Some difficult questions vexed the small crowd at Grand Central last night. Why did marginal stoner metal band Corrosion of Conformity decide to fly to Florida for one show on a Monday night? Where’s Pepper Keenan? Why is Consular so angry? More to the point, Why does this Newcastle cost $7?
Thankfully, a strange and vigorous lineup was on hand to put it all in perspective.
First up was Consular and their misanthropic blend of staccato screams and drone-y yet aggressive guitar lines. Vocalist Matt Cleer did not make eye contact with anyone throughout his entire set and neither did I. They raged with impunity and ultimately set a nasty, spastic tone for the evening. We had a live one, that was for sure, though it might be on the autism side of the spectrum. In a good way.
Shroud Eater’s three pieces were each in mid-season form as they chugged through five songs. Their performance was summed up well in an overheard exchange:
— “Shroud Eater, it’s metal.”
— “I get it!”
Drummer Filipe Torres was dead serious about rocking the shit out of this Monday night and he accomplished a lot towards that end, getting the crowd off the fence and showing some signs of life. Guitarist Jeannie Salz admirably pulled double duty as singer and sole guitarist, but frankly I could have used a little more to think about on the trebly side. Texturally they were bare but workable, and they fit right in with the unblinking, unwinking theme of ganja’d-out, straight-ahead metal and utopian visions thereof.
The highlight of the lineup was Holly Hunt, the droning duo of drummer Betty Monteavaro and guitarist Gavin Perry, who played for a blistering, fun 30 minutes. As was pointed out later by Corrosion of Conformity bassist-cum-frontman Mike Dean, Monteavaro sported a smile for much of the set, and I think I might have as a result. Their slow, sludgy sound evoked the purest spirit of humid Floridian torpor and was seemingly played with the perverse pleasure that comes from being so disgustingly sweaty you have stopped giving a fuck. Perry came out with an intricate two-head cab and about a dozen pedals by which he was able to provide strikingly full, intermingled highs and lows that served felicitously as the jam atop Monteavaro’s heavy black bread of aggressive yet rhythmic crashes.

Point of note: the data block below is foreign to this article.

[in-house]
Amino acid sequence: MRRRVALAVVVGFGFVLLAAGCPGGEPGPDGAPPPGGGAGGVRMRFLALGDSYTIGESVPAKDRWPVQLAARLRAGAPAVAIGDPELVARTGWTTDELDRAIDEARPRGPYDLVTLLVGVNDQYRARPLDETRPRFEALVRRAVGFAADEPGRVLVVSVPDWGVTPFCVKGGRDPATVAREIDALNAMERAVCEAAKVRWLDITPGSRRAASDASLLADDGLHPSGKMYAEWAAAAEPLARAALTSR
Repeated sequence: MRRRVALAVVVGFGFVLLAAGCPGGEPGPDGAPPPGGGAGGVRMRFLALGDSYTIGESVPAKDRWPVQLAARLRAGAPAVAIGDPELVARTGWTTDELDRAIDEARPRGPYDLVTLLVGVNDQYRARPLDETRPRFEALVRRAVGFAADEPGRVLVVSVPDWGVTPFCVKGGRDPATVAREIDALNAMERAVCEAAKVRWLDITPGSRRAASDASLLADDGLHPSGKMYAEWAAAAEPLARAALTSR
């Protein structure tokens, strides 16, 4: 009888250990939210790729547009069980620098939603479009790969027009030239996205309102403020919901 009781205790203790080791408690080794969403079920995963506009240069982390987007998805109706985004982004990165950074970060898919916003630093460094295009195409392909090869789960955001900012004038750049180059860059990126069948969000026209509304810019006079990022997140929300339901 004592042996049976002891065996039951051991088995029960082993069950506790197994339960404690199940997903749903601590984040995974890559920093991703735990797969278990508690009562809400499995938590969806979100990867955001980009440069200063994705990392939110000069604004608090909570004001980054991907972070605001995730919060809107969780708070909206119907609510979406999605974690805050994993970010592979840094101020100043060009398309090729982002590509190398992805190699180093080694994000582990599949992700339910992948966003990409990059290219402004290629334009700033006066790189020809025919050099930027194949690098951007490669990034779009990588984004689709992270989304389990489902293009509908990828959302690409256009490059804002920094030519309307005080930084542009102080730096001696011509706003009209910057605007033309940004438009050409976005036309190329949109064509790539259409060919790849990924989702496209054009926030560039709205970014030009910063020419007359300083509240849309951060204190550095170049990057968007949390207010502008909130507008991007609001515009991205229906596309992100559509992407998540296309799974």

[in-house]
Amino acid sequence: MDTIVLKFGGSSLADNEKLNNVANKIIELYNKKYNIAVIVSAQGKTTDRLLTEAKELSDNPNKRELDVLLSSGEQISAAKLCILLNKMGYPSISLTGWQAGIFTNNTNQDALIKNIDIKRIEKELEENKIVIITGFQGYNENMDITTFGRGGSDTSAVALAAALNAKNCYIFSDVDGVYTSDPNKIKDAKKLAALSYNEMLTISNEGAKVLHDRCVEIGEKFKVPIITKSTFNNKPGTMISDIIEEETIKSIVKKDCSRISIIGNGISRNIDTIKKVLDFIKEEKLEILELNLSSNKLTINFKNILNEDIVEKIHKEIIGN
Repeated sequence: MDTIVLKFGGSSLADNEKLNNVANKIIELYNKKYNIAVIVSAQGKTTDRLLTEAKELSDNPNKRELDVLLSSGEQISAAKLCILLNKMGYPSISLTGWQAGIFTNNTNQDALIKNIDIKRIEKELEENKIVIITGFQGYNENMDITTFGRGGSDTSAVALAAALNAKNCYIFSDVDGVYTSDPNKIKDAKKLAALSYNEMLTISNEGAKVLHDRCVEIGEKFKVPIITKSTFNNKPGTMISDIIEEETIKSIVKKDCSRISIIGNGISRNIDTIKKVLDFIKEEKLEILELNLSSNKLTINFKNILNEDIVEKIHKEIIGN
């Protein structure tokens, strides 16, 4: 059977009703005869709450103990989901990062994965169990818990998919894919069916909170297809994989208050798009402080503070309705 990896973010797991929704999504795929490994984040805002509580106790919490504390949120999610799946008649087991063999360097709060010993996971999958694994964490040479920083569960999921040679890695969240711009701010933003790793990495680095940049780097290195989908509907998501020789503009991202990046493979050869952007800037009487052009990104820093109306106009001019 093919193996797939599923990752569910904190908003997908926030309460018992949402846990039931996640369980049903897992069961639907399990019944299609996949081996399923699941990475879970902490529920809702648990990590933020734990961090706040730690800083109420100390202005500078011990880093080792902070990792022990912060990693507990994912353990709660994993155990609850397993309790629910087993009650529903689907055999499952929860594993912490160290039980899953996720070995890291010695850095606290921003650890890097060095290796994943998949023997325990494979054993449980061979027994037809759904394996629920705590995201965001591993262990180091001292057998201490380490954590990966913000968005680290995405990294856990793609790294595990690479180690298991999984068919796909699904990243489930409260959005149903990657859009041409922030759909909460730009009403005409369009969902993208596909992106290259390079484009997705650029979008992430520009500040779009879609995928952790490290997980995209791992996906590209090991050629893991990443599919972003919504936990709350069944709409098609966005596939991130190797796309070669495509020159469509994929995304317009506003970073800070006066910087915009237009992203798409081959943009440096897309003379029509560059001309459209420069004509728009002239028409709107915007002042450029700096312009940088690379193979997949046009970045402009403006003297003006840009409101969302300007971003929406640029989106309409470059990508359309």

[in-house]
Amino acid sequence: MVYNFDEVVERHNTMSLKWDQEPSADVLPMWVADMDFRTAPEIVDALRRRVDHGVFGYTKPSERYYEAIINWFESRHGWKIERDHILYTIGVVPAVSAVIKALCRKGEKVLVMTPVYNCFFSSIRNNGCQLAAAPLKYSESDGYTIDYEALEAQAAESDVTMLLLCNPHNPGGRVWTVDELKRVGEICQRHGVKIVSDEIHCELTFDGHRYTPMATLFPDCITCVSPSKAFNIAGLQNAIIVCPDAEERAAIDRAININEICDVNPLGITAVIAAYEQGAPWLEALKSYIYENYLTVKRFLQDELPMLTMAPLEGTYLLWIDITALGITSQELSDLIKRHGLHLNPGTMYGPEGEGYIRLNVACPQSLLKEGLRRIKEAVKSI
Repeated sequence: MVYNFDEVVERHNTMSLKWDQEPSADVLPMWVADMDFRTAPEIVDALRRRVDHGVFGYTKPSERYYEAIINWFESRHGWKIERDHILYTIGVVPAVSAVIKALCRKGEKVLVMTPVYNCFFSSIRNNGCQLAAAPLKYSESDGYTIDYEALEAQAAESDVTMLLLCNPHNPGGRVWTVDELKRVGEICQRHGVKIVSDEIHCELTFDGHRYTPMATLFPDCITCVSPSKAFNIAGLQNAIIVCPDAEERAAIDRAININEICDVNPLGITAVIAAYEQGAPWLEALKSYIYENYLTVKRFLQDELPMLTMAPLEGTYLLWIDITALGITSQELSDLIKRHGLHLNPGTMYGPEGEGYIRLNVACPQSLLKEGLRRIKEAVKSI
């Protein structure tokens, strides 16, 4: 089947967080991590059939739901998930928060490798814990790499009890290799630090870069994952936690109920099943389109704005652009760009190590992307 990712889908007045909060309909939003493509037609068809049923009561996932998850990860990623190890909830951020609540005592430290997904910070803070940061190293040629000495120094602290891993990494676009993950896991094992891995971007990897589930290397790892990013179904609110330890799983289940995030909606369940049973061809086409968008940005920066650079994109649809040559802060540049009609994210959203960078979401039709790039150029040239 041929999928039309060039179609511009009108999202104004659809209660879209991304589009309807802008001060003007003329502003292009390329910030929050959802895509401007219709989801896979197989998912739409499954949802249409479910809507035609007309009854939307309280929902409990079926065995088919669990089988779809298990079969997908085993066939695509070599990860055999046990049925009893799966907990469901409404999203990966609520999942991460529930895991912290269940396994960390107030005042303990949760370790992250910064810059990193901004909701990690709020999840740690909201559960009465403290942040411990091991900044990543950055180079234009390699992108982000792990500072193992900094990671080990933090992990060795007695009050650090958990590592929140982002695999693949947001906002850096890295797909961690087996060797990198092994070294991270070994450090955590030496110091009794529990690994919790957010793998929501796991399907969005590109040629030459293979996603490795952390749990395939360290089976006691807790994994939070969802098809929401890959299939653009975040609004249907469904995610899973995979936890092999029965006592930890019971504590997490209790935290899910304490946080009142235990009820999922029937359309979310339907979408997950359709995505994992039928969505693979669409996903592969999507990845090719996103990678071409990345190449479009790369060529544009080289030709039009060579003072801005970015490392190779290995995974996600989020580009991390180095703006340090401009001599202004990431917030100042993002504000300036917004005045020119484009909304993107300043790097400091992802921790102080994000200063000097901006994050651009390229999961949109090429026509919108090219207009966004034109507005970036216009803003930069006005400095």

Holly Hunt was everything that noisy two-piece heavy metal ought to be, served with a Coke and a smile. Their sonically comprehensive guitar tones combined with the conspicuous lack of a singer cut through the malarkey and gave their set a stark pertinence and engaging clarity that made you want to join in. The spliff-addled crowd voiced their raucous approval through the haze.
You could tell Corrosion of Conformity was the headliner because they played by far the loudest. The Gibson SG-wielding Woody Weatherman was my spiritual guide through their hour-long set. Though often he struck the pose of the virtuosic shredster, I couldn’t help but feeling like he was cruising through Guitar Hero on medium, although, granted, he was scoring like 99%. Another guitarist on this card who played both lots of (nice and crunchy, in his case) chords as well as all the lead lines, Weatherman played ably but never really transcended the technical limits of most Sam Ash guitar instructors despite the persistent displays of hairy-chested bravado. Dude over by the bar who napped through about four-sevenths of the set knows what I mean.
At any rate, C.O.C. was definitely doing something for a man who gave his name as “Remmy Remmovick”, who, for most of the last 90 minutes of the show, was a one-man mosh pit, finally attracting a couple of followers towards the butt end of the night. Remmy looked like Bruce Willis with a highly cultivated soul patch and he was, clearly, feeling it. Just before their “encore” performance — which was inevitably preposterous because there is no backstage at Grand Central — of “Shelter”, he said he had been waiting “20 years” to hear them play it. Though earlier in the show Mike Dean had derided ol’ Remmy with a gesture that referred to the fact that he may have had a few to drink, they ultimately obliged him. “Just for you,” Weatherman told him, before launching into the night’s final salvo.